Sam and Ned will be living on a mixture of freeze-dried and boil-in-the-bag meals as well as 800 calorie super porridge for breakfast. Snacks of dried fruit, nuts. and energy bars will supplement their diets. They’ve got enough food onboard for 25 days but they hope the race will take no more than 23. After that it’s short rations..

Ned Collier Wakefield: “I’m eating a lot of carbs right now! Eight thousand calories a day. When I did the Round Britain and Ireland race I lost 10 kilos in 9 days! When we’re offshore we should be eating a minimum of 4000 calories a day and when cold and wet that should increase to 6000 ”.

The race will be a massive test for these young sailors. For Sam, it’s his first ever transatlantic race and the first double-handed transatlantic race for Ned.

Ned Collier Wakefield: “We will be on a flexible watch system. Depending on the conditions and point of sail there will be at least one of us on deck at all times. Both of us will be on deck for every race maneuver such as sail changes. Damage to a sail could mean the end of the race for us, so we have to be careful.”

Sam Goodchild: “We’ll sleep on our giant waterproof beanbag. We try to get 3-4 hours of sleep a day depending on the conditions but if it cuts up rough we could go for days without proper rest.

There are 16 boats in their class but Concise 2 is the only one using the North Sails 3Di technology. With it’s state off the art pilot system, sophisticated navigational equipment and determined crew, Concise 2 is looking for a good result.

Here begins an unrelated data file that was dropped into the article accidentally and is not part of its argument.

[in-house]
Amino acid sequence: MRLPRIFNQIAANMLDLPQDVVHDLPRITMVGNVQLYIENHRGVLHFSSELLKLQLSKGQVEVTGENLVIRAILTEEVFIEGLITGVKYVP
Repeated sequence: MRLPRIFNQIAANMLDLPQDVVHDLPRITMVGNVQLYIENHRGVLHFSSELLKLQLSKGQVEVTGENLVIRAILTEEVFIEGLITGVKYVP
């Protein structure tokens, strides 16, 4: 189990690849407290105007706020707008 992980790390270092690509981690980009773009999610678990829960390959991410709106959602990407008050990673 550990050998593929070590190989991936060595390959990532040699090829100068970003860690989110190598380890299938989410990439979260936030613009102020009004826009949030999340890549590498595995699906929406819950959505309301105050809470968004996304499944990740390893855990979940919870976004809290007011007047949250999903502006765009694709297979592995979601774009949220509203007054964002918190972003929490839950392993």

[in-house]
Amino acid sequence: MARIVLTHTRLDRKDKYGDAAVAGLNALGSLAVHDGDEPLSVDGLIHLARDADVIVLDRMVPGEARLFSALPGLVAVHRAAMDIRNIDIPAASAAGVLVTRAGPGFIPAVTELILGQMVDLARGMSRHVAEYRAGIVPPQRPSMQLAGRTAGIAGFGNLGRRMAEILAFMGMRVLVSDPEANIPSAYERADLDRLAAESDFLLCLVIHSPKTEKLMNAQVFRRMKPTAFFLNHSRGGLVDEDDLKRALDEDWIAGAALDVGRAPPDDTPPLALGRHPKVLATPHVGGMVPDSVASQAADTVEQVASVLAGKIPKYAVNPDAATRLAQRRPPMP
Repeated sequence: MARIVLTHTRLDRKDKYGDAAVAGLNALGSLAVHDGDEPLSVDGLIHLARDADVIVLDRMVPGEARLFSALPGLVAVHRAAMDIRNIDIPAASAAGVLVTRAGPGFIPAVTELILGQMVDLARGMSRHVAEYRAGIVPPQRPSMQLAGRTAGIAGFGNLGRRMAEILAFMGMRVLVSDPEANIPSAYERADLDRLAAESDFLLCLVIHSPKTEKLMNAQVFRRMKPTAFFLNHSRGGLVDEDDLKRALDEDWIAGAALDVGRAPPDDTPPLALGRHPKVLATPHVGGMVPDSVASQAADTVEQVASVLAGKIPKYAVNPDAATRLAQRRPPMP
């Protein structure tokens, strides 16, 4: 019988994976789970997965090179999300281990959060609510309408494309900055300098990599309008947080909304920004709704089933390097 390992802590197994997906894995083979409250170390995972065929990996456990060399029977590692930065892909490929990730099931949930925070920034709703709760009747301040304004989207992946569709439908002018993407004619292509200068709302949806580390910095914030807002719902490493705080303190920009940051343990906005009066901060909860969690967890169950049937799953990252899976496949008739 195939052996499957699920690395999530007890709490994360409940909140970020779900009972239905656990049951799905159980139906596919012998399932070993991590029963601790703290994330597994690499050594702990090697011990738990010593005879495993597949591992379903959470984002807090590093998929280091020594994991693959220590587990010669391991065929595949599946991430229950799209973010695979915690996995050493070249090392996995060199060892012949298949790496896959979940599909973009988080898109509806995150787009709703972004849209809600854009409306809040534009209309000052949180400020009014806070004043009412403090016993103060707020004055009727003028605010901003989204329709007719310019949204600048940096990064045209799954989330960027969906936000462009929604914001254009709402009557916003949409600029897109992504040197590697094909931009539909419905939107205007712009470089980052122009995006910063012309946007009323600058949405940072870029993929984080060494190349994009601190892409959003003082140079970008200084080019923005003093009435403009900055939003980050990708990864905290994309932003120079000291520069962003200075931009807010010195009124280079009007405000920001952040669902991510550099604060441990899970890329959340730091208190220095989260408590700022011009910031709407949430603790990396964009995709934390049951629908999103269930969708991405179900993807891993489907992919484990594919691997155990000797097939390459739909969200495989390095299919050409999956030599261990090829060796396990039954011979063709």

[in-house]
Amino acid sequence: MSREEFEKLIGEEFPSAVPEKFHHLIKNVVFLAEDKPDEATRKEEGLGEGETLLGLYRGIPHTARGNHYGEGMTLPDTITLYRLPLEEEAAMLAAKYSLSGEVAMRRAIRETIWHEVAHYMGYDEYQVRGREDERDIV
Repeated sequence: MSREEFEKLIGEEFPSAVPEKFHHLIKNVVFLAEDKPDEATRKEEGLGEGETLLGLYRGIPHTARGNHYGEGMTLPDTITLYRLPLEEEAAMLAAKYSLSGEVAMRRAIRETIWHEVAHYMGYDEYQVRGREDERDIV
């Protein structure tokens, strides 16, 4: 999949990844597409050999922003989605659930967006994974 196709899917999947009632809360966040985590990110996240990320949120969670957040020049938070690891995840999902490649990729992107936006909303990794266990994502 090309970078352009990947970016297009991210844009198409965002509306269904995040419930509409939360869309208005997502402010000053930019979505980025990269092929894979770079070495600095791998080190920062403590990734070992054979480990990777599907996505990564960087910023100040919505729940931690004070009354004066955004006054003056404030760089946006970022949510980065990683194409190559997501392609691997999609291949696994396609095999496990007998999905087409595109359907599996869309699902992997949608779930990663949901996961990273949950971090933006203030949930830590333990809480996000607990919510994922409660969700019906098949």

Ned Collier Wakefield: “Although we’re racing against many other Class 40s there are subtle differences between us, our challenge is not to match the other boats but to beat them!”
Concise  (Photo copyright Team Concise)

Concise (Photo copyright Team Concise)

The German Youth Team will be racing on the Andrews 56 Norddeutcshe Vermoegen Hamburg (shown here at the 2007 HSH Nordbank Blue Race) in the Transatlantic Race 2011. (Photo courtesy of Nico Krauss)

The German Youth Team will be racing on the Andrews 56 Norddeutcshe Vermoegen Hamburg (shown here at the 2007 HSH Nordbank Blue Race) in the Transatlantic Race 2011. (Photo courtesy of Nico Krauss)

Among the 30-strong fleet preparing to compete in the Transatlantic Race 2011 in late June and early July, there are at least as many variations on the theme of traversing 2,975 nautical miles of ocean stretching from the start in Newport, R.I., to the finish at The Lizard on the coast of Cornwall in Southwestern England. For some, sailing across the Atlantic in this race, co-organized by the Royal Yacht Squadron, New York Yacht Club, Royal Ocean Racing Club and Storm Trysail Club, is about the chance to sail into the history books, while for a younger generation of sailors it is about building a foundation for future success in the sport.

A growing contingent of younger competitors is seeking sailing opportunities beyond the inshore dinghy programs typically offered at yacht clubs, high schools and colleges. The young sailors making up the Oakcliff All American Offshore Team (AAOT) on the U.S. Merchant Marine Academy’s (USMMA) IRC 65 Vanquish and the German team on the Andrews 56 Norddeutsche Vermögen Hamburg are two groups who are taking advantage of the Transatlantic Race 2011 to expand their skills and hopefully build reputations as the next wave of capable ocean racers.